Before getting into his Holocaust story, survivor David Wisnia opened with a song. He says music is what saved him and keeps him going today, and he seems to look on the bright side even when speaking of unimaginable horrors.
"I have a good word in Hebrew: Heyeh Bracha. It means be a blessing," he said.
Wisnia's grandson, Avi, accompanied him on the piano and says his grandfather's story is just one of millions.
"These are just the ones that survived. How many amazing, incredible and horrible stories will we never know? How many people did not get reunited? How many people almost made it?" he said.
Every time the 93-year-old recounts his story of Holocaust survival, he says he relives those traumatic memories.
"When I get to the part of how my family was shot in the Warsaw ghetto, and I still have trouble trying to relay that. It's tough. Remember, I was a kid of 16," he said.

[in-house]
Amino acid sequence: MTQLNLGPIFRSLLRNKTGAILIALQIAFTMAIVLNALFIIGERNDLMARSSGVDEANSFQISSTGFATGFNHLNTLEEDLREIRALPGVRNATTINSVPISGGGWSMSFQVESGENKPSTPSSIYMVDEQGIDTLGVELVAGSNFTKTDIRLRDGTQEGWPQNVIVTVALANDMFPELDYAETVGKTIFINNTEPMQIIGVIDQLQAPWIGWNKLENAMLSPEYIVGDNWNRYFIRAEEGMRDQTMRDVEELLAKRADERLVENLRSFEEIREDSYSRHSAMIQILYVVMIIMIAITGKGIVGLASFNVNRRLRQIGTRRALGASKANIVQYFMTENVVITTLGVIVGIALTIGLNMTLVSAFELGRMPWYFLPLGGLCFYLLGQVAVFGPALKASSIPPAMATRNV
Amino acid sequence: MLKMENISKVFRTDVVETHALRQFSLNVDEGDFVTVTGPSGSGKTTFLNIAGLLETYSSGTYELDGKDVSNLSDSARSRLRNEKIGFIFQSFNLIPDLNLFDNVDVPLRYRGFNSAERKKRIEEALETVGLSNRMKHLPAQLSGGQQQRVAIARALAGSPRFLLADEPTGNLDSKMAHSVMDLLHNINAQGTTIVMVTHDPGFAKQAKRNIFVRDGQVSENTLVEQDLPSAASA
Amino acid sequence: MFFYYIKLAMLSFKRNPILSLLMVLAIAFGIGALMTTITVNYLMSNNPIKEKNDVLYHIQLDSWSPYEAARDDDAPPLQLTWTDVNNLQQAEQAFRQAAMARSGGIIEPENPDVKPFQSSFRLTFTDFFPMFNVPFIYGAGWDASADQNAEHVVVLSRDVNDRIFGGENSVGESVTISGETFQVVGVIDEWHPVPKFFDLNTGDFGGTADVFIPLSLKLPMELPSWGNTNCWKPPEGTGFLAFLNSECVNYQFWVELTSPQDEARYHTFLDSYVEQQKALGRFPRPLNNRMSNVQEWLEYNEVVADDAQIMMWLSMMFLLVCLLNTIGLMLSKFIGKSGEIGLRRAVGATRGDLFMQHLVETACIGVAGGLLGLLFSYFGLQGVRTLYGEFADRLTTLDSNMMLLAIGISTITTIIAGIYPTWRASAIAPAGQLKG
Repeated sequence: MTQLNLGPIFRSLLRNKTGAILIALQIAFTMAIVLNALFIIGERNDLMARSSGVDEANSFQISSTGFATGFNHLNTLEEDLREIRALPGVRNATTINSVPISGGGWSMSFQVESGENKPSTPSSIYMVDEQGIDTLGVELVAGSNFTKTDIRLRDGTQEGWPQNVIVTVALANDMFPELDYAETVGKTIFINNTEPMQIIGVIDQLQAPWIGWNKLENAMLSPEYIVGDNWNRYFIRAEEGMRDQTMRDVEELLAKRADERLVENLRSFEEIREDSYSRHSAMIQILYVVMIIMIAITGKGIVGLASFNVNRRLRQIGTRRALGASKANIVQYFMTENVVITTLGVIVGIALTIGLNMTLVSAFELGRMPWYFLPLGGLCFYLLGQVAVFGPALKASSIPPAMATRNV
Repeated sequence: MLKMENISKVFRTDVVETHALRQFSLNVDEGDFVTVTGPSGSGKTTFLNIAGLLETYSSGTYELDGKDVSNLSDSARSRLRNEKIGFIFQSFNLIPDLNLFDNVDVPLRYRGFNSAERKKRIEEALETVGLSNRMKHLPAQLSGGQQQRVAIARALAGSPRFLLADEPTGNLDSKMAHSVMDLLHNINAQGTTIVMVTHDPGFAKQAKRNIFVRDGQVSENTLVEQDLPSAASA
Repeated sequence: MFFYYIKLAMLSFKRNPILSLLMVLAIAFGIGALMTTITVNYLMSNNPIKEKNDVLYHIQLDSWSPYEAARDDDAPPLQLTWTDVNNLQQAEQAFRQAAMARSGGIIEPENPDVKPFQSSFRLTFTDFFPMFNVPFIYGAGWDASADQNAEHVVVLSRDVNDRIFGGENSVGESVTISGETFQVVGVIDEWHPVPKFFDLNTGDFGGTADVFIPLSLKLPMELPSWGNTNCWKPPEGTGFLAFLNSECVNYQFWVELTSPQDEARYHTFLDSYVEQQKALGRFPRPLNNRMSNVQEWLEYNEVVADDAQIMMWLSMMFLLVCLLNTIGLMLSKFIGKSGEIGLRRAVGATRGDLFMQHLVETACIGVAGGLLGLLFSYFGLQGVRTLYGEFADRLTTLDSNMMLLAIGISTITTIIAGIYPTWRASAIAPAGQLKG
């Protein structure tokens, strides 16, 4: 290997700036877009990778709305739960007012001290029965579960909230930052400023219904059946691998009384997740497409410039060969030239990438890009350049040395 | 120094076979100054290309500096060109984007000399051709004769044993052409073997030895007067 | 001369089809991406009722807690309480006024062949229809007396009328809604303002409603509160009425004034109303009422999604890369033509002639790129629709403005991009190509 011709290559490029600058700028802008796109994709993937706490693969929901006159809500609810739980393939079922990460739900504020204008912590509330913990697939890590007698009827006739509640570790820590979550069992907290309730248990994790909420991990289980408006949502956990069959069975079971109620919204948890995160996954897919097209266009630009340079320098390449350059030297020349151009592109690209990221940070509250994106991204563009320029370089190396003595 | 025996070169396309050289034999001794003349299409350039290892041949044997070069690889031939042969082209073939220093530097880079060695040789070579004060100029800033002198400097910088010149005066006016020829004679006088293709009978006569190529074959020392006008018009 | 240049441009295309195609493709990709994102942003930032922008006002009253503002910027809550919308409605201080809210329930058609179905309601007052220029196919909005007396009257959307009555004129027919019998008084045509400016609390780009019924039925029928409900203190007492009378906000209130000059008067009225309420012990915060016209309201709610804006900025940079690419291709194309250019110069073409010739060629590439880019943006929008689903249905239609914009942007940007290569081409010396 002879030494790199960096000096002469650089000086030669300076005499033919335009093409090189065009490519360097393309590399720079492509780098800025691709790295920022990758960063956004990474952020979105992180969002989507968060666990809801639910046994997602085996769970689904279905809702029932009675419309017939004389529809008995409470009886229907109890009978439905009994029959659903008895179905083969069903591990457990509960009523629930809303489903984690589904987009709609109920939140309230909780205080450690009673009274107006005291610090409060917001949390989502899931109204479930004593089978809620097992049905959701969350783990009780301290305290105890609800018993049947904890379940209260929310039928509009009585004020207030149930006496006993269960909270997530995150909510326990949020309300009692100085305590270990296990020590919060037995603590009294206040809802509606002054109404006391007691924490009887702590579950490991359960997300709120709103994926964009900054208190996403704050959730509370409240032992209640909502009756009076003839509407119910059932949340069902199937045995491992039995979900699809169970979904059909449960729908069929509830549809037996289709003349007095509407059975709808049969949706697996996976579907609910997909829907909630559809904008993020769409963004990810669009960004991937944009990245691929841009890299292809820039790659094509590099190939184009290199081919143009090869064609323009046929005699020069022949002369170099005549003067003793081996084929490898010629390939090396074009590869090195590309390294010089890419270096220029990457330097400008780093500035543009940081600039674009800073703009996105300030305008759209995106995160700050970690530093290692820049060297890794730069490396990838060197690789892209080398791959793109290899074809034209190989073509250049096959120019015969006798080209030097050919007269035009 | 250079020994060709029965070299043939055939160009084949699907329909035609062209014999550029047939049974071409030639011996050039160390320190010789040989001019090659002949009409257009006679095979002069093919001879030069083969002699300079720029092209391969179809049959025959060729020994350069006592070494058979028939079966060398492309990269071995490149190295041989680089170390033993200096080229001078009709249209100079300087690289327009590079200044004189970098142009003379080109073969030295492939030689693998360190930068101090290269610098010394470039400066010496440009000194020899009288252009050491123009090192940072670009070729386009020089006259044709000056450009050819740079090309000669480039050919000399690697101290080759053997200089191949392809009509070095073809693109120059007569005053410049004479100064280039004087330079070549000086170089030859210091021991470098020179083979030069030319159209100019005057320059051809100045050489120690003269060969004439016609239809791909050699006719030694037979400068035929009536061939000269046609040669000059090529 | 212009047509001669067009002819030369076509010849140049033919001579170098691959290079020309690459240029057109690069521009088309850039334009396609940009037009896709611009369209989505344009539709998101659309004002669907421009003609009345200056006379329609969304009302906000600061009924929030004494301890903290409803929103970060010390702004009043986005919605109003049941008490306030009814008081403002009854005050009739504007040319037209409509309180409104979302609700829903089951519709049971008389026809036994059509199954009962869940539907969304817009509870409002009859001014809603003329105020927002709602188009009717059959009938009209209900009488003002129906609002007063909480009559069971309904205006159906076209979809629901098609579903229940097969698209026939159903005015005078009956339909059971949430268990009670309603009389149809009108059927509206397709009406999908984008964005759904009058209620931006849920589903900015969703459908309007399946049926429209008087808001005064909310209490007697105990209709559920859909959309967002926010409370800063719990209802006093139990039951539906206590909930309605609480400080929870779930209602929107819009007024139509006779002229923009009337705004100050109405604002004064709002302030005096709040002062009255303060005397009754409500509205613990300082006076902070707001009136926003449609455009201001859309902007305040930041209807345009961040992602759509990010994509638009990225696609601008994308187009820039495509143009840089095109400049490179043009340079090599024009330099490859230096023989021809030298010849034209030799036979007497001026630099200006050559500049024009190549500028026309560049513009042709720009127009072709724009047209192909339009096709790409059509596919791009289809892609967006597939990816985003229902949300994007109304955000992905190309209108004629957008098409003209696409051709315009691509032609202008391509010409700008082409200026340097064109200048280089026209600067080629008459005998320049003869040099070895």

That's just one year younger than junior Bailey Moshal, who says there's nothing more impactful than hearing a firsthand account of the horrors of the Holocaust.
"I mean it's key because the stories that you hear are so shocking that, without physical proof, honestly it's quite difficult to believe that these things actually happened," Moshal said.
And that's why Wisnia says he's continuing to bear witness for as long as he is able, and on Holocaust Remembrance Day, he has a warning.
"Hatred is death, really. Hatred winds up being death," Wisnia said.
Listen to Wisnia's entire speech here: